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How to Check Your Cervix and Cervical Position

How to Check Your Cervix for Ovulation

The Cervix is the part of your reproductive system that is important whether you are trying to conceive or avoid pregnancy. Checking your Cervix position at home can reveal a great deal about your menstrual cycle and your overall reproductive health.

Before we can see what the Cervix can tell us, we need to understand what it is and how to find it? Although finding your Cervix is not difficult, you need to know what to look for, how a normal cervix feels, and what is not normal.

In this article, we will be discussing few important questions regarding your Cervix. We will see how you can perform a proper cervix self-examination at home and infer from it.

How to Check Your Cervix to predict ovulation
A Step-by-Step Guide to Checking Your Cervical Position

What is your Cervix, and what it does?

Cervix is located at the bottom part of your uterus. It is a donut-shaped organ with two openings. An average cervix is between 2.5-4.5 cm long, cylindrical, and connects the uterus and vagina. Your Cervix is mostly made from fibromuscular tissue. The Cervix serves as an exit point for the menstrual blood and the baby.

Why is it important to check your Cervix?

Checking your Cervix regularly and knowing how it normally feels is very important. It is possible to find any abnormalities such as polyps, Cysts, or even cancer if you know how your Cervix normally feels. You can tell a great deal about your fertility as well. Your Cervix feels different at different phases of your menstrual cycle. If you know what to look for, you can predict your fertility window by a Cervix home examination.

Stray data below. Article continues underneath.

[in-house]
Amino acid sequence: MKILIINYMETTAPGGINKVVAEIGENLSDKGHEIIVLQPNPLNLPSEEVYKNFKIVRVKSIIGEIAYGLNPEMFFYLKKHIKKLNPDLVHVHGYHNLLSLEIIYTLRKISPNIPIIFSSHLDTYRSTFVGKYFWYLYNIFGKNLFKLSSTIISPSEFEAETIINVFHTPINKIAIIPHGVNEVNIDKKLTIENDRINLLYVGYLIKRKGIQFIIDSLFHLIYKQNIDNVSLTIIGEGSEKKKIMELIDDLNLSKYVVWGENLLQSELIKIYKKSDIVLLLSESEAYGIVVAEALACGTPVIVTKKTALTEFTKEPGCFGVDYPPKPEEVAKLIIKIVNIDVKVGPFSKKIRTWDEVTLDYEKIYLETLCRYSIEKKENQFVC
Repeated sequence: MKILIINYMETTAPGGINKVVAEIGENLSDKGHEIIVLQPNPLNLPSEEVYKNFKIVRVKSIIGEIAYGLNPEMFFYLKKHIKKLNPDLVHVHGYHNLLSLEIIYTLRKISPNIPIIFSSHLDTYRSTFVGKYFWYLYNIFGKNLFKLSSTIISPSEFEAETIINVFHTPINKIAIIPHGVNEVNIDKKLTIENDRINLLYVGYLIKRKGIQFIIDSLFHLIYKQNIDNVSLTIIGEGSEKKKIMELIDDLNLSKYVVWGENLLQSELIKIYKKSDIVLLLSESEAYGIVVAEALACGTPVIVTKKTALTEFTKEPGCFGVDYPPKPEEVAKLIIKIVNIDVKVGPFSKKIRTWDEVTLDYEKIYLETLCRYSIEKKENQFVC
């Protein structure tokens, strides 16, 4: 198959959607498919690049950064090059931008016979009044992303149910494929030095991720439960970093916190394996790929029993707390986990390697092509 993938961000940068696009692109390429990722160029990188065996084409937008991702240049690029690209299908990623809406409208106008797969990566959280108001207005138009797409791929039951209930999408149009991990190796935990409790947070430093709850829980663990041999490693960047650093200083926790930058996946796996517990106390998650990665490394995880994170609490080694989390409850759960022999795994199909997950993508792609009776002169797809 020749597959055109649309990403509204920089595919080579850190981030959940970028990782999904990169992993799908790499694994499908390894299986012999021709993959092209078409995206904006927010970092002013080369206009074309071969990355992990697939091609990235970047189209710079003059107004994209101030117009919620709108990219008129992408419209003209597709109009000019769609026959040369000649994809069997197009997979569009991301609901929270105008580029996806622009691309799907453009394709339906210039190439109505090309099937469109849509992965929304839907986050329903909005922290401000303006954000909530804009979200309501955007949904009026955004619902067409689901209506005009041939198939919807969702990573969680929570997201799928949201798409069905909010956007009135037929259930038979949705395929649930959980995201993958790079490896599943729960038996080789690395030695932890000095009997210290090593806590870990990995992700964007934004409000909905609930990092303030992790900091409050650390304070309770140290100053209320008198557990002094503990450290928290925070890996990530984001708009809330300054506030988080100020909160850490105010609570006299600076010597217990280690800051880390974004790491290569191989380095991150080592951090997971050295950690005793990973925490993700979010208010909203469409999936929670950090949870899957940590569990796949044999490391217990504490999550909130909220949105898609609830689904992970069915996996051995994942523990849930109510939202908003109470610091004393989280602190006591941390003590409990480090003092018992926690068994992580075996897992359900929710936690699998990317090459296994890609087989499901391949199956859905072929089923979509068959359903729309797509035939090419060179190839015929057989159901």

If you’re trying to get pregnant, your Cervix can tell you when you are the most fertile in your cycle. Your Cervix position and the composition of your cervical mucus, along with ovulation predictor kits (OPKs) from Fertility2Family, can help you track your ovulation.

How to do a Cervix home examination?

Before we move any further, it is important to understand that no two women have the same cervical anatomy. No two women have the same cervical changes during the menstrual cycle. Hence, the best way to know your changes is to perform self-checks frequently during your cycle. You can easily check your Cervix’s position by inserting a finger into your vagina, but we will talk in detail about exactly how to do it a bit later in the article.

That said, even before you start, it is important to make sure that you know what is normal and what is not before you draw any conclusions.